Our Famously Free Press

I don’t know what The Jeff Bezos Daily Shopper™s agenda might be, but there certainly is one:

Remember this?

Raymond Williams stans rejoice:

Zeitgeist Watch

“10 Things People Don’t Know How to Do Around the House Anymore” [Family Handyman]. • “Unclogging a Toilet”? People don’t know how to use a pliunger? Really? Let me make up a suitable Silicon Valley name… Plumbr™: Uber for plungers!

Black Injustice Tipping Point

“Design Thinking is a Rebrand for White Supremacy” [Flat Journal]. “The Italian graphic designer Massimo Vignelli often is cited as defending the practice of using only four typefaces and disparaging ‘visual pollution.’ Whether Vignelli realized his eugenics-adjacent language or not, his belief in the designer’s fight ‘against the ugliness’ further cemented Modernist practice of erasure and consolidation.” • Come on, man. Still, this is a great chart:

All true!

Class Warfare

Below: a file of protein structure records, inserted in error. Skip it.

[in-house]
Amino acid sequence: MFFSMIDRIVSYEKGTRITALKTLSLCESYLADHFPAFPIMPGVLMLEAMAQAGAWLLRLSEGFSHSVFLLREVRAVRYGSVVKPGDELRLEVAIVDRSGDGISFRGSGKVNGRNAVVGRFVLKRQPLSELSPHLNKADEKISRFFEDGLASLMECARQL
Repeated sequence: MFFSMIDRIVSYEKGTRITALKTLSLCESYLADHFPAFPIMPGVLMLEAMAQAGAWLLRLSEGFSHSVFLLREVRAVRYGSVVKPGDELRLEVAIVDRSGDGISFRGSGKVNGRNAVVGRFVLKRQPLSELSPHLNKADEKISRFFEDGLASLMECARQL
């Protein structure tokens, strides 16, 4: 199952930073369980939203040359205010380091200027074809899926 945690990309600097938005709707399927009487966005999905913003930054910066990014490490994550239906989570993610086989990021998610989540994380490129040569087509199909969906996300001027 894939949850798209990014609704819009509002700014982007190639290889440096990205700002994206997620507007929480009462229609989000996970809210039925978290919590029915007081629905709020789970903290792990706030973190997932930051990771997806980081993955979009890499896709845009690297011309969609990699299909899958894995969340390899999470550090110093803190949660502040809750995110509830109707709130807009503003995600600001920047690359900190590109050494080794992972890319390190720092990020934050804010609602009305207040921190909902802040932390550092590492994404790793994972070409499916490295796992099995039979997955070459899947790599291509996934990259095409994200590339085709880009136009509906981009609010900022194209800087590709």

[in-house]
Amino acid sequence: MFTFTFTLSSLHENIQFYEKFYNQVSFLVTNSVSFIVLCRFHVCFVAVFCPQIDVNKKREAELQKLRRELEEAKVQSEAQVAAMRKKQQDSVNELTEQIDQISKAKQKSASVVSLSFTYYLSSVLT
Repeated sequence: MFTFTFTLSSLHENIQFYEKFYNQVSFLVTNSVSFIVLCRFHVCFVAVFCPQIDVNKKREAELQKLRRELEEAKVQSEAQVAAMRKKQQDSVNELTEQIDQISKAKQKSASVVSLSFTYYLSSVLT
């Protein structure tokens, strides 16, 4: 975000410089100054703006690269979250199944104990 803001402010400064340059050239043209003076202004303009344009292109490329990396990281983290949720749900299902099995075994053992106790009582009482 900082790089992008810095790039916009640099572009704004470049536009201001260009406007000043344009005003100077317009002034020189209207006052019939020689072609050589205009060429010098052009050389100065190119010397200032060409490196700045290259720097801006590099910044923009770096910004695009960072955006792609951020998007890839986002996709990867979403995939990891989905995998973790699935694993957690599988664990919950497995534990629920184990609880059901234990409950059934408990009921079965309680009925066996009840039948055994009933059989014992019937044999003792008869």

“IATSE and Studios Reach Tentative Area Standards Agreement Deal” [Hollywood Reporter]. “According to the union, key gains in the tentative Area Standards Agreement — like those in the Basic Agreement — include low-wage IATSE members seeing a boost of up to 60 percent in hourly minimum wages, members receiving a minimum of a 9 percent scale wage increase by the end of the three-year contract, changes to rest periods and meal breaks, and improved compensation from streaming services. No more specifics were provided by press time. ‘We were able to achieve gains in all of our core areas,’ [IATSE international president Matthew Loeb] said in a statement. ‘Quality of life issues were at the top of our priority list. The protective terms we negotiated in this agreement and the agreement reached earlier establish a defined weekend with the studios for the first time. The two agreements incorporate stiff penalties for failing to provide meals and breaks. Taken together, the improvements we made at the bargaining table are very significant and directly due to the solidarity of our members.’ Within the next few weeks, members should be receiving a memorandum of agreement that will fill them in on the fine print of the Basic Agreement and Area Standards Agreement tentative deals. The ratification votes for the Area Standards Agreement and Basic Agreement will occur simultaneously online, the union has said.” • Workers will have to read the memorandum, obviously.